Salinas’s article, written from the perspective of a leader in evangelical theological education development, highlights a paradigm shift in the conception of the missionary vocation: Western scholars who serve cross-culturally in theological education institutions—missional scholars—are no less missionaries than church planters and development workers. They will be essential front-line personnel in the next era of Christian mission, which has already begun. As God calls young scholars to this work, churches must come alongside them just as they have done for missionaries of generations past, supporting missional scholars and educational institutions alike. This paradigm shift in regard to vocation leads me to reflect on the final contribution to this issue, Matthew Nance’s “The Paradox of Missional Calling,” in a different light. Alongside Salinas’s discussion of “theological partnership,” Nance calls for “cross-cultural mission partnerships between foreign missionaries and local believers” in his Jordanian context. What should missional partnership look like on the horizon of theological education? Undoubtedly, answers to this question will be contextually specific. We must seek them with the same diligence that other contextual questions require.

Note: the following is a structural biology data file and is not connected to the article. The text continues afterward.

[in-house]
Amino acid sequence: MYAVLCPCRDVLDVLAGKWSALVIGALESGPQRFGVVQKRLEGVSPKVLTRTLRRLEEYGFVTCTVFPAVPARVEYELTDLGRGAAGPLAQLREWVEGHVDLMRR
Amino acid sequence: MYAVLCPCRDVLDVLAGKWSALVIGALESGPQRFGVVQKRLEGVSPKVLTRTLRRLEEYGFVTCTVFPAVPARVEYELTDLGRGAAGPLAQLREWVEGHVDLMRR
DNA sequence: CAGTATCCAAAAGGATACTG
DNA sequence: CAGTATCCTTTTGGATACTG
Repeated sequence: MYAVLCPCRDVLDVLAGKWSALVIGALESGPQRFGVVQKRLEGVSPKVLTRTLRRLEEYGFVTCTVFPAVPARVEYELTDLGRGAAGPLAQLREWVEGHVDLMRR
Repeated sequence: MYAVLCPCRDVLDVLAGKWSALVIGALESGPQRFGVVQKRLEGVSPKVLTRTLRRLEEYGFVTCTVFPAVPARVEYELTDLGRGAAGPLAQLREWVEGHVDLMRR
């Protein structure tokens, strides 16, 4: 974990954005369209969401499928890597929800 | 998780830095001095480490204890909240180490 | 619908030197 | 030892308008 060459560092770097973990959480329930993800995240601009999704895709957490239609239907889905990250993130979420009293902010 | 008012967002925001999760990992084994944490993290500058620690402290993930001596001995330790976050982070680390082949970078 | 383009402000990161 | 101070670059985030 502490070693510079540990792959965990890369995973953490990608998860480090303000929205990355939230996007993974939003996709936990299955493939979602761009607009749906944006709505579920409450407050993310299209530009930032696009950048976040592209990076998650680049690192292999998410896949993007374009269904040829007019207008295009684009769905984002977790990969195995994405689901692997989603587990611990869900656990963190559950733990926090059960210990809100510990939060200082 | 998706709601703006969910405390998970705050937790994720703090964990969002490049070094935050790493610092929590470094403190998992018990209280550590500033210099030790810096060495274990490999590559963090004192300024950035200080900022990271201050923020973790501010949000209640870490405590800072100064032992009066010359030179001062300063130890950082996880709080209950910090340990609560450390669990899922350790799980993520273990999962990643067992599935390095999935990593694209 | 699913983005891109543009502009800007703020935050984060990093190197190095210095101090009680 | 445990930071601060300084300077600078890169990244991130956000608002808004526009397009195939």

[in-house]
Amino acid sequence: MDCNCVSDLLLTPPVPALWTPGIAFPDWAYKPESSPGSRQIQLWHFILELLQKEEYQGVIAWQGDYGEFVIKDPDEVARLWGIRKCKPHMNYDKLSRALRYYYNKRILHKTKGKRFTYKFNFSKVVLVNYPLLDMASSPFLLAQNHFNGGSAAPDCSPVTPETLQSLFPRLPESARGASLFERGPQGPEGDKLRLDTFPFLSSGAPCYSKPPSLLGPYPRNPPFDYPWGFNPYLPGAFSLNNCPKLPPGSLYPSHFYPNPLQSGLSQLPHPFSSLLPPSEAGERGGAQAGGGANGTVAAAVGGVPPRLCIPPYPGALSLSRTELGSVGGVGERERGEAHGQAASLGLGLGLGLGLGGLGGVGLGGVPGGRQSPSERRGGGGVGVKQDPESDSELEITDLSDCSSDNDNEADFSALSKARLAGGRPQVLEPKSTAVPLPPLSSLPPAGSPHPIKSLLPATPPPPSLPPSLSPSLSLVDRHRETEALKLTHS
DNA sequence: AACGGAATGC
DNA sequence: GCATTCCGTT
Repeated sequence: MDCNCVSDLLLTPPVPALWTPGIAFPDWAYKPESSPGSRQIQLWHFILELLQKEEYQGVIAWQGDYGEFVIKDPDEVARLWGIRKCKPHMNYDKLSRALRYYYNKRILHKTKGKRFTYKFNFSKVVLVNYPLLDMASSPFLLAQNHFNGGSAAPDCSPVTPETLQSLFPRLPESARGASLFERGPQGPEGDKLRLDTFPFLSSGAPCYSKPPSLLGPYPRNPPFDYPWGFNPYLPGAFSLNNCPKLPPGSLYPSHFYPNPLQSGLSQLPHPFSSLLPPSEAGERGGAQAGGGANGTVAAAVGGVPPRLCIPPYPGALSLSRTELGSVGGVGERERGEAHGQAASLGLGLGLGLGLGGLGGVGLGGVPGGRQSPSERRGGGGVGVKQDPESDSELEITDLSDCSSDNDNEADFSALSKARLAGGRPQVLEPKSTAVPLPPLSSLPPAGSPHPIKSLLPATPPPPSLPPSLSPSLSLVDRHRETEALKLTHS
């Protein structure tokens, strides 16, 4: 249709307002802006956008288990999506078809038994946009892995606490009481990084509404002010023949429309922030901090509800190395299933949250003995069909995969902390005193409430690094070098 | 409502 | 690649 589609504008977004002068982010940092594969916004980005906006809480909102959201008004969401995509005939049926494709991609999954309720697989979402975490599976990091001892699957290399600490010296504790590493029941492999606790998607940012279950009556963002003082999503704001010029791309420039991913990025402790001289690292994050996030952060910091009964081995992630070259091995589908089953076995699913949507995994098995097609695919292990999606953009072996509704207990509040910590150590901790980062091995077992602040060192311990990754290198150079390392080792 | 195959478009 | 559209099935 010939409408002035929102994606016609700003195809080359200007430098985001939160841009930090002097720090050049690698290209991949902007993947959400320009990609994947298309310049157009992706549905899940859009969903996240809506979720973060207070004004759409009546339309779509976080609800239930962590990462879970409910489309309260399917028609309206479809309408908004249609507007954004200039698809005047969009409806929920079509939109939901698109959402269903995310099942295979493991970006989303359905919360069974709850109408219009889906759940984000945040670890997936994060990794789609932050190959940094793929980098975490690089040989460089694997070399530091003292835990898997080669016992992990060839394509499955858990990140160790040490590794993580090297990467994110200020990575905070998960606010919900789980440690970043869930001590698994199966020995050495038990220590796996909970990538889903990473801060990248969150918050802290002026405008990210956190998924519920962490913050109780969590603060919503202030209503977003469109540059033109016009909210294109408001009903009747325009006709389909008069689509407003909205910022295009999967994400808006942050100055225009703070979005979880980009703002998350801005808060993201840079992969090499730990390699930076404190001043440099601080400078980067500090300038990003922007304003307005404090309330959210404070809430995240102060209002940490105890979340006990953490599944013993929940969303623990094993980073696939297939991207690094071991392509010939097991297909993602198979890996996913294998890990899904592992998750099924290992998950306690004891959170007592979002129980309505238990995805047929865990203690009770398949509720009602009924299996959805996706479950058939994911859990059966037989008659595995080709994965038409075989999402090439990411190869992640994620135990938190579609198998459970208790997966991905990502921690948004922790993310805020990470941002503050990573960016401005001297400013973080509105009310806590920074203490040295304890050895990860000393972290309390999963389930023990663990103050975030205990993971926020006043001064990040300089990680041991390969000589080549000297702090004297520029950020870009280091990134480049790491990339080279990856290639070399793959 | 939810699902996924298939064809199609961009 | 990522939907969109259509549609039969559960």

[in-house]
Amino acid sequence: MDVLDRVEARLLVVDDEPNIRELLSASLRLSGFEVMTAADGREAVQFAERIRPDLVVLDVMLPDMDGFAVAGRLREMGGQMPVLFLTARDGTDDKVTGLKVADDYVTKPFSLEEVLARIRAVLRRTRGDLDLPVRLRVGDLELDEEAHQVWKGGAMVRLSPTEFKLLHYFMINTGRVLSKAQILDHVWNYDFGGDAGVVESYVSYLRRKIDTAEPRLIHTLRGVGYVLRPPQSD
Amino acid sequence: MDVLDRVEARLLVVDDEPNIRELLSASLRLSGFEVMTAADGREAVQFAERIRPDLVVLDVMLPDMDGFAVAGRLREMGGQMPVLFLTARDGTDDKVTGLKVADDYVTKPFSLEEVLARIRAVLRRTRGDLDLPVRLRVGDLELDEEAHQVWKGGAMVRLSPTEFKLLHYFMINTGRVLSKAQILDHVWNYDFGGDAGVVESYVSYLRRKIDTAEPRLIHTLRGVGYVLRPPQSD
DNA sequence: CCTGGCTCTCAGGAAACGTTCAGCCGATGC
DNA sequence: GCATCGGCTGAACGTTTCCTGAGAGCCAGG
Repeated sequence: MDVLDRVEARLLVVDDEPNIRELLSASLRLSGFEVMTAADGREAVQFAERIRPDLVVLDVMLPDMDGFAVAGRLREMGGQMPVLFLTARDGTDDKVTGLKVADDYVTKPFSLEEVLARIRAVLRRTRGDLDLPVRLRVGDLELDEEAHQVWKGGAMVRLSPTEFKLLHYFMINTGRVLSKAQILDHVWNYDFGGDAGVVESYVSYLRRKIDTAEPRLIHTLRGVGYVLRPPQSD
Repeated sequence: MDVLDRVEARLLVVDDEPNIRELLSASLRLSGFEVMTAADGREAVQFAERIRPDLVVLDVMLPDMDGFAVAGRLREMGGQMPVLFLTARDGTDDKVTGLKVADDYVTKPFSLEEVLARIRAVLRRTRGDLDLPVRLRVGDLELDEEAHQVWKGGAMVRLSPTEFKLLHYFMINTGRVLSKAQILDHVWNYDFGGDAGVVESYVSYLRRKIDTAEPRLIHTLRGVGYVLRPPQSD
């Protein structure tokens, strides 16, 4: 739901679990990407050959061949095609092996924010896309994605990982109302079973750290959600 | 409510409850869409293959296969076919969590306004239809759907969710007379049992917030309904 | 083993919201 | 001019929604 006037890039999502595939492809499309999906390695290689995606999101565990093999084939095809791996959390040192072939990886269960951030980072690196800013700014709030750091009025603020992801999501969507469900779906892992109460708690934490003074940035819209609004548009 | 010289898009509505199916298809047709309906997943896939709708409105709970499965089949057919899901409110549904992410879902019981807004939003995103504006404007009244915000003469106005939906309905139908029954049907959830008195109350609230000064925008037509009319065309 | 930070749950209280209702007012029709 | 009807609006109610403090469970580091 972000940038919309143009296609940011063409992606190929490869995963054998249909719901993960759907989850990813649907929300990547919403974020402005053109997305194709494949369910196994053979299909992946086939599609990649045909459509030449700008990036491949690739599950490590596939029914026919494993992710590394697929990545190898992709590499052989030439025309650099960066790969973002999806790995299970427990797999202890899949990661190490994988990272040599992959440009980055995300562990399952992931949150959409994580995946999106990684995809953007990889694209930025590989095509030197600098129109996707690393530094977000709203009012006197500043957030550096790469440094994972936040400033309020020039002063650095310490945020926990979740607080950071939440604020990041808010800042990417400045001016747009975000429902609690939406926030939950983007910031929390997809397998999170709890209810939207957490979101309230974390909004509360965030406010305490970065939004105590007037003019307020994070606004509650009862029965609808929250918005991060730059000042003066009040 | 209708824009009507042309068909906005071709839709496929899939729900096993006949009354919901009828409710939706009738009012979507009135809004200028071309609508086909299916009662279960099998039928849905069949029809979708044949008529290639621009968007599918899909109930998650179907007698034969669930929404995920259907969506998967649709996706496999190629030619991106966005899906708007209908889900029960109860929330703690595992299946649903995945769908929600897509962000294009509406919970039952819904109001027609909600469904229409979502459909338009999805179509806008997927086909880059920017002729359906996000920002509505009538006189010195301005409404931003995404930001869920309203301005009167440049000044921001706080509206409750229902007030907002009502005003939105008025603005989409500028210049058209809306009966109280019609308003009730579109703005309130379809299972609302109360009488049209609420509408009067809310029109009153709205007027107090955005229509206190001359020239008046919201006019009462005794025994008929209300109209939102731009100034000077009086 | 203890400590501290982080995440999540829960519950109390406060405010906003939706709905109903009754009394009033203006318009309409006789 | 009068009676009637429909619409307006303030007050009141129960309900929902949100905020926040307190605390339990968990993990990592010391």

I conclude by commending the perspective offered in Allen’s article. The deep mutuality of participation in God’s mission means that partnership in theological education presents the best chance for Western institutions of theological higher learning to survive the secularizing forces that beleaguer them. This is not an argument born of the impulse toward self-preservation but a recognition that Western theological education must not make the mistake of assuming that what it has to offer is the only issue. The vibrant faith and life of Majority World churches stand to lead Western schools back to their reason for being: the mission of God. Moreover, “Christians in the South have much to teach Christians in the West, including theology,” writes Allen. There is hope for struggling Western churches in the world-spanning project of mutual teaching and learning, if only we have ears to hear. Participation in God’s mission may yet infuse the theological academy with new life.
Soli Deo gloria.
1 The World Councils of Churches’s “Global Survey on Theological Education 2011–2013” found, “There are not enough theological schools in the region of the world where Christainity is growing rapidly (Africa, Latin America, and parts of Asia),” yet “86% of all respondents indicated that theological education is ‘most important’ for the future of world Christianity and the mission of the church” (“Global Survey on Theological Education 2011–2013: Summary of Main Findings,” WCC 10th Assembly, Busan, October 30–November 8, 2013, , 2, 8; see also Joint Information Service of ETE/WCC & WOCATI, “Challenges and Opportunities in Theological Education in the 21st Century: Pointers for a New International Debate on Theological Education,” Edinburgh 2010 – International Study Group on Theological Education World Study Report 2009, October 2009, ). Of course, there is no easy way to tell whether the status of or the sentiments about theological education are similar among Churches of Christ, whose institutions are prone to refuse participation in surveys conducted by the World Council of Churches.